I’m in danger, as usual, of over-stating the case when I say I returned to New Zealand back in the mid-1980s because of one record. But there’s a lot of truth to it. The record was ‘Getting Older’ by The Clean, and when I heard it in London it bowled me.
I was moonlighting there as a music journalist and it sounded like nothing else I’d heard, and it sounded like everything I loved in a song – rough, melodic, full of harmonics and spirit. What it probably sounded most like – was home. I hear it’s opening growl of guitar and slam of drum and twenty-five years later it still gives me shivers.
Back then it was just further evidence that a generation who grew up in Dunedin in the late ‘70s and early ‘80s had bands more than worth calling their own – the top of the pile for most of us, The Clean. By the early to mid -‘80s the second flowering of the city’s music was well underway - The Chills, The Verlaines, The Bats, Sneaky Feelings, and newer bands, Look Blue Go Purple, The Rip, The Puddle, and the recently formed, the mighty but doomed Doublehappys.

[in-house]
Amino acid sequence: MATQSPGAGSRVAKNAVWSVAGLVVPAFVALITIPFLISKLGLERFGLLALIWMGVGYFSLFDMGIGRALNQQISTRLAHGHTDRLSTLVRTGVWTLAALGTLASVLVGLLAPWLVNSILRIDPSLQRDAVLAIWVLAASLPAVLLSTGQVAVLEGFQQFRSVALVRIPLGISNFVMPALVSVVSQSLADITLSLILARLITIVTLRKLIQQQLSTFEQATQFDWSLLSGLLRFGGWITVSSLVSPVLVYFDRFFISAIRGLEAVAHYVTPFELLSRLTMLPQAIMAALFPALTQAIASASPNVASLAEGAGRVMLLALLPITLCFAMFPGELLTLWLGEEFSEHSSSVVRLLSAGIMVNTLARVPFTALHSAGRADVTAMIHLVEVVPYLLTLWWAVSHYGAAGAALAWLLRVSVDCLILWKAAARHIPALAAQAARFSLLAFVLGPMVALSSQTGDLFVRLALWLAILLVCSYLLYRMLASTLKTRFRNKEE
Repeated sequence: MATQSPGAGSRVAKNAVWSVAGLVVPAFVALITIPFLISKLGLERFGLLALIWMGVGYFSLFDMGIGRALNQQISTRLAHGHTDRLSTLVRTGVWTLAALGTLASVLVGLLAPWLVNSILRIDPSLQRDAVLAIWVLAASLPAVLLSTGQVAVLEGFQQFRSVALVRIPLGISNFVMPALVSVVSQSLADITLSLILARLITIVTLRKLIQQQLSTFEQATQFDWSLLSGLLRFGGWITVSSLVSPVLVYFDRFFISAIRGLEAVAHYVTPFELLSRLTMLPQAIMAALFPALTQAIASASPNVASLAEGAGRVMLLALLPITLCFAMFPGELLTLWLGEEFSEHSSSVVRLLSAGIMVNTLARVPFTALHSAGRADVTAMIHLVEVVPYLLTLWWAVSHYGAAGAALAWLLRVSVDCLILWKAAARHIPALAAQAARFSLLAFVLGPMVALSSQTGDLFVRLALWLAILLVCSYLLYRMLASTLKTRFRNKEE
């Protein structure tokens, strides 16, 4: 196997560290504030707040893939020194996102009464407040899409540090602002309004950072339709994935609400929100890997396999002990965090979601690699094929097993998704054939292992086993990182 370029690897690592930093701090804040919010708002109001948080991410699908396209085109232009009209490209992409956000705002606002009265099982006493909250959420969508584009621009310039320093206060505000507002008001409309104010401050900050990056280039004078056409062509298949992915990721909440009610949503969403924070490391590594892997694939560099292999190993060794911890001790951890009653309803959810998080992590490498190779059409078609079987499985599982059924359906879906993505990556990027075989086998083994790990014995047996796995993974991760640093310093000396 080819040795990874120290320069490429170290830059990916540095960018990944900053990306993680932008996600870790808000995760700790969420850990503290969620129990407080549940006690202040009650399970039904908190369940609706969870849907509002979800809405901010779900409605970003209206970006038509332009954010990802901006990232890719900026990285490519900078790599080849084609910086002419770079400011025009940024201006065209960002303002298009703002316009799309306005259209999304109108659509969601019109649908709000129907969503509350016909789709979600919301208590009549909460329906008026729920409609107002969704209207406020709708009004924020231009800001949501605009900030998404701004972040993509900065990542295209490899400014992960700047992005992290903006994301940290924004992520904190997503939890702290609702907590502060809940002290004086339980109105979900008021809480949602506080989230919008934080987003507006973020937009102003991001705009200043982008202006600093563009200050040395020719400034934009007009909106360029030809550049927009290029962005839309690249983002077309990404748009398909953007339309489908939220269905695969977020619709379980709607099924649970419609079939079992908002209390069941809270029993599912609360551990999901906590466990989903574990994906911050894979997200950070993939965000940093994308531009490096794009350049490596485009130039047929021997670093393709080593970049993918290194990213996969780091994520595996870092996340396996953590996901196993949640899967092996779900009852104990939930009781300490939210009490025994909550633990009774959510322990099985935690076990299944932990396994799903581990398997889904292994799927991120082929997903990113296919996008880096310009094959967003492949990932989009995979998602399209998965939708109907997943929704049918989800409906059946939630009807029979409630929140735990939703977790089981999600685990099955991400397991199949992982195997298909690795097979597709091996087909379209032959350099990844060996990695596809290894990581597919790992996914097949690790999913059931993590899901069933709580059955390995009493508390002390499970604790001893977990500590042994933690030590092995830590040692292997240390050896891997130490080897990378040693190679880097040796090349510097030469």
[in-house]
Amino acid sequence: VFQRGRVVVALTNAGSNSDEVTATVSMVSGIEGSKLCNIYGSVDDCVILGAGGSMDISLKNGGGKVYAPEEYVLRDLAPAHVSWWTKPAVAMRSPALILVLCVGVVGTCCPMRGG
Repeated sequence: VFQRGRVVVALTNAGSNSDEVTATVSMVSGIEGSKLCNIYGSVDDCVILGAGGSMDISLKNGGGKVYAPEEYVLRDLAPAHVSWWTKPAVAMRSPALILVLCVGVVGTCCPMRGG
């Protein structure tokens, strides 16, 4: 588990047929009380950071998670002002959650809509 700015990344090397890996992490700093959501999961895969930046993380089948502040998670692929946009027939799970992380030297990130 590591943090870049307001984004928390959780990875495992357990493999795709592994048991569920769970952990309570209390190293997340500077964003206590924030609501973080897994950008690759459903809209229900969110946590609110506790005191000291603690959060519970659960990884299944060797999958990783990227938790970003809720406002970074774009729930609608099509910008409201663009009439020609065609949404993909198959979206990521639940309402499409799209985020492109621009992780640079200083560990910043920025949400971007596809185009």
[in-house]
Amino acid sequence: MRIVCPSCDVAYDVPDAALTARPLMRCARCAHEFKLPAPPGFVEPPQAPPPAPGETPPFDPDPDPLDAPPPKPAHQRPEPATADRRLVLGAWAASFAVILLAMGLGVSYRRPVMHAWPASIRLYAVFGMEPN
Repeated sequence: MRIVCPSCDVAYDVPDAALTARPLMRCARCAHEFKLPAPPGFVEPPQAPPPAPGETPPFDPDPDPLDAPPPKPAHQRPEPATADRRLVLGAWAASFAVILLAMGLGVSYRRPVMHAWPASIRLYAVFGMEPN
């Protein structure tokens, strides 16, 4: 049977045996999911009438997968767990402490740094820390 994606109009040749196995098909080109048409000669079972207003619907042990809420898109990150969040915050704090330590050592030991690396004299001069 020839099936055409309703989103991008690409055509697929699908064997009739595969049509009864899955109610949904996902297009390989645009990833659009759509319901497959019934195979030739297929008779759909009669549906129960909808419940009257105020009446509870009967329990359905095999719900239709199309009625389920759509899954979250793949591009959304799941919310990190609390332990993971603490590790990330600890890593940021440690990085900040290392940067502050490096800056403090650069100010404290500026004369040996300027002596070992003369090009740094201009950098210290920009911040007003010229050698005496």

I thought I’d write about them, but in a way that was the antithesis of everything required of me as a journalist working for the daily press – I didn’t want fairness and balance – I wanted the tone to be fevered. I wanted it to bark like a rabid dog about the joys of the music we were hearing. I wanted it to be amateur. I wanted it to be slightly unhinged. All my wishes – for better or worse- came true.
But it would also serve a purpose I wasn’t even aware of when we got out the typewriter, heavy black marker pen, glue, and staples and set to work. The first issue was a pimply 18 pages, a photocopied run of bugger all. But by number six, the final issue, we were printing more than a thousand, and selling in London, Germany, the mid-West, and The East Coast. They lapped us up overseas.
You have to remember this was pre-Internet, you couldn’t read about an obscurity on a blog and then have it materialize before your eyes and ears on YouTube. It’s difficult to convey how isolated we were. The British music weeklies arrived by ship three months late. There was one music programme on television. One. It was such an event for the hour it screened each Sunday night many marked the occasion by getting stoned to watch it.